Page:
EDITORIAL: Farewell from Andrew Zwicker

Andrew Zwicker
By Andrew Zwicker
September 13th, 2011

For my entire working career, I’ve been inspired by bold ideas and values based projects that aim to truly make a difference. That is why it is with both pride,  excitement, optimism and a small sense of loss that I announce to you, our loyal readers that this week will be my last story with The Rossland Telegraph and Lone Sheep Publishing as writer, editor, co-founder and co-owner as I move on to new projects.


It was mid-August 2008, following a meeting with David Livingstone for a completely unrelated project when I noted that I was working on a writing project and he responded that he too had a writing project in mind. Two months later with Adrian Barnes also on board for the ride the three of us got to work and officially founded, then published the inaugural edition of the Rossland Telegraph on October 9th 2008.

Yes it was exactly three years ago this week that the genesis of the Rossland Telegraph and Lone Sheep Publishing began its march into game-changing reality. Since that time I’ve been proud to be a founder, writer, editor, accountant, ad salesman, franchiser and the entire multitude of tasks that come with being a small business owner.

Three years on we have grown the Telegraph into the most read news source in Rossland with a regular audience of over 5,000 unique readers coming from not just our little Mountain Kingdom but indeed from around the region, province and world.  Lone Sheep, launched and run by the same three of us that launched the Telegraph has since become a six publication network of independent local news covering the West Kootenays with an edge, wit, humour and responsibility along with over 30,000 unique, regular readers.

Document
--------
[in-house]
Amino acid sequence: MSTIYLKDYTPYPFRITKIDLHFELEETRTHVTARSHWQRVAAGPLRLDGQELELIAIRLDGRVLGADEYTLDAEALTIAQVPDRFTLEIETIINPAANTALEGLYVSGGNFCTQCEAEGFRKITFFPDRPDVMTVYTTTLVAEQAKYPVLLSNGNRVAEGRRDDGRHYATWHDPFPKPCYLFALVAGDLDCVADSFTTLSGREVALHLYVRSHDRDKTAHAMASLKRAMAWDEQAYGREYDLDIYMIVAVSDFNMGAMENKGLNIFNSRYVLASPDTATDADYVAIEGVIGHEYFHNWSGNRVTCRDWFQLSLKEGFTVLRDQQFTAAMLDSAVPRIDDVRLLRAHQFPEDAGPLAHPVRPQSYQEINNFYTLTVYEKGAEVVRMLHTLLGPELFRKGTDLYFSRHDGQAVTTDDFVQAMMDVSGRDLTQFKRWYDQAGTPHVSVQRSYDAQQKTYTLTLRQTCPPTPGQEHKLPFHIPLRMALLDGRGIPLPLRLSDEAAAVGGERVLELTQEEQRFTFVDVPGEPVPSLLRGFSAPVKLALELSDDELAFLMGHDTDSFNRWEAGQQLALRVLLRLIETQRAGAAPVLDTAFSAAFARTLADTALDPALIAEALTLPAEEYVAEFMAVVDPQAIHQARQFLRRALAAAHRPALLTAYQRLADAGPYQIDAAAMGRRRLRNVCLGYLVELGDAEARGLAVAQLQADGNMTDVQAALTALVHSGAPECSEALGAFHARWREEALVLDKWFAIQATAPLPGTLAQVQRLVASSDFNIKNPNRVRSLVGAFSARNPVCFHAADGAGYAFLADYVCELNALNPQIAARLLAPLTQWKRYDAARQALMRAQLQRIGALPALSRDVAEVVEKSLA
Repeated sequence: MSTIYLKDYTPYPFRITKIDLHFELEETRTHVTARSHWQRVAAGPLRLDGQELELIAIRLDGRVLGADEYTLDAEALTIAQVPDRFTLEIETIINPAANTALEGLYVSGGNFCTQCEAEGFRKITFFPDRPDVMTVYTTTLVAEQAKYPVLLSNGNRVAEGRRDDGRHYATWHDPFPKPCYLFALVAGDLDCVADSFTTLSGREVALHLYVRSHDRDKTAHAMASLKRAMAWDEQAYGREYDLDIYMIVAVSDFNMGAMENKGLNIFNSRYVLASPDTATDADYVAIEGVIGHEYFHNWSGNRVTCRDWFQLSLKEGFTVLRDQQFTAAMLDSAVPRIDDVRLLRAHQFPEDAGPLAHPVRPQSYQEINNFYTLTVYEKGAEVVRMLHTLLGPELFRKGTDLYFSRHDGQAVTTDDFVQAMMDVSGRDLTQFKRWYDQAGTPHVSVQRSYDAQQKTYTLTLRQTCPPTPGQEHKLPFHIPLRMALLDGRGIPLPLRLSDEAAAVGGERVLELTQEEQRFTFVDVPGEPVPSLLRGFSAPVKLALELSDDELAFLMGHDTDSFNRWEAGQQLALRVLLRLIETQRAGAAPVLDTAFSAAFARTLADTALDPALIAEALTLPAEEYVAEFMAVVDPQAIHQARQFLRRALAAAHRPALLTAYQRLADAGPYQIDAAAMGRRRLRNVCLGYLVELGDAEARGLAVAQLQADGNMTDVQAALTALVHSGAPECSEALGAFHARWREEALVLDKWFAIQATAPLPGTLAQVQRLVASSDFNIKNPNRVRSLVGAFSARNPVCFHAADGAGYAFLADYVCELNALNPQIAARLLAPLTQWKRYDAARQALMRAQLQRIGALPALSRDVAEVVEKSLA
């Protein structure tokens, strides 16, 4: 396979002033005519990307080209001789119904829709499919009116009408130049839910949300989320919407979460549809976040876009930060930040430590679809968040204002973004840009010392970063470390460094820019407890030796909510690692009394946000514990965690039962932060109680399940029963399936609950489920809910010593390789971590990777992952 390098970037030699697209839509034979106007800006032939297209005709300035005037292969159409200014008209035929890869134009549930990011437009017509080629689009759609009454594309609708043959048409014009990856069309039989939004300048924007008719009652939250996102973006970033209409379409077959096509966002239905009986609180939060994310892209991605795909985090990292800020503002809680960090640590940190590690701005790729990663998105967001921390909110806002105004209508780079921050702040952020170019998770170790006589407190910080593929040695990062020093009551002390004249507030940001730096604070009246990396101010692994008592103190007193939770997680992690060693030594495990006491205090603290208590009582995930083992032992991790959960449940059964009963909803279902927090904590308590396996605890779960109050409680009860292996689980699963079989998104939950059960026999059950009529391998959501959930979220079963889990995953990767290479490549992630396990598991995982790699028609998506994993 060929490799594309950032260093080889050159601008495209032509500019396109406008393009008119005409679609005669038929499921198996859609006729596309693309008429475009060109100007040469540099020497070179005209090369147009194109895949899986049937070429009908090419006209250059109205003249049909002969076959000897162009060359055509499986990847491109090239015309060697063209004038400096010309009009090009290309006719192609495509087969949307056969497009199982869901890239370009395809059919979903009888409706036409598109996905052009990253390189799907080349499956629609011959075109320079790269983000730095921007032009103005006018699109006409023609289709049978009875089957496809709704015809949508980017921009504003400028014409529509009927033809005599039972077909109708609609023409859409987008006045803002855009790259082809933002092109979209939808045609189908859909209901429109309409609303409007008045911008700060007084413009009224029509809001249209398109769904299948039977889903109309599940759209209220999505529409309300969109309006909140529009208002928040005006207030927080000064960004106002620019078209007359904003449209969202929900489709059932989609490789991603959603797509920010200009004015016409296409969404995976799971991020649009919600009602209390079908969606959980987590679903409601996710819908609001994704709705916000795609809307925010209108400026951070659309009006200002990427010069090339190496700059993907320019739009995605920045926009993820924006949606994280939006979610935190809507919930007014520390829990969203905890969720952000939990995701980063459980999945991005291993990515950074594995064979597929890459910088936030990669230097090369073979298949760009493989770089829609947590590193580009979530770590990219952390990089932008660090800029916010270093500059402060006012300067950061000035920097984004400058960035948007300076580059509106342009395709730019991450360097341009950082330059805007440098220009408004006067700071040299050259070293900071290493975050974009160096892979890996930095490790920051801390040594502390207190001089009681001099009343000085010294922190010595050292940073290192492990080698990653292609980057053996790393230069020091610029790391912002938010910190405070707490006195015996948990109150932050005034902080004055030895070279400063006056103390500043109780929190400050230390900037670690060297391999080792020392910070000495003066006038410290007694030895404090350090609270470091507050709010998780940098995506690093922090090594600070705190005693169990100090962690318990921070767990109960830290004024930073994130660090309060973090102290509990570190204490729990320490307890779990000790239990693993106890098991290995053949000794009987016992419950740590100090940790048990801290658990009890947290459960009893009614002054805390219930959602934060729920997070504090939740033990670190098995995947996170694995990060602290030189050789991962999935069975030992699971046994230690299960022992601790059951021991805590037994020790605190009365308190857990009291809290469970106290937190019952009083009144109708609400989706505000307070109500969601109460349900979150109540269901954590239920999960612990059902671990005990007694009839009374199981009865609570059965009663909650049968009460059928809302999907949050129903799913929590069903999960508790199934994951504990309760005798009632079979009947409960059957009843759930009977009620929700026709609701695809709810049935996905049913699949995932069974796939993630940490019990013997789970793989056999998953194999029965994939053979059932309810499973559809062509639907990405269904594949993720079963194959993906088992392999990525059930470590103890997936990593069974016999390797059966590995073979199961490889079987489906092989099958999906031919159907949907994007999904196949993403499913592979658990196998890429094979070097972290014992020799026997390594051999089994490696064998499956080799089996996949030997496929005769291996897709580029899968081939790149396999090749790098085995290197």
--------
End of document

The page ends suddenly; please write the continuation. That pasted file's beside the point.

Indeed I truly am proud of what we have accomplished together and owe a mountainside of gratitude to you, our readers for supporting us so strongly along the way.

Going back three years, the founding principle of the Telegraph and Lone Sheep was that of democracy, independent and locally-owned media as well as filling what we saw as a gap at the time with no local newspaper servicing Rossland. Thanks to your participation as readers and commenters you’ve helped us achieve that goal by actively participating in the news as a two way conversation. Indeed, Rosslanders deserve a standing ovation for their  brilliant respect for one another as well as the Telegraph when discussing at times controversial topics.

Telegraph readers have bucked the internet trend of online commenting that bashes one another and often goes down destructive paths. For that I thank you. Over the past three years there have been but two occasions where reader comments have had to be deleted for personal attacks.

I’ve personally enjoyed the opportunities the Telegraph provided to meet and get to know many of you and discover the wonderful stories you all bring to our little mountain town. Rossland truly is overflowing with talent, passion, intelligence and a strong moral conscience. It has been my pleasure to uncover those stories and promote Rossland to the wider, online world. And fret not; the wonder of our Mountain Kingdom has not gone unnoticed.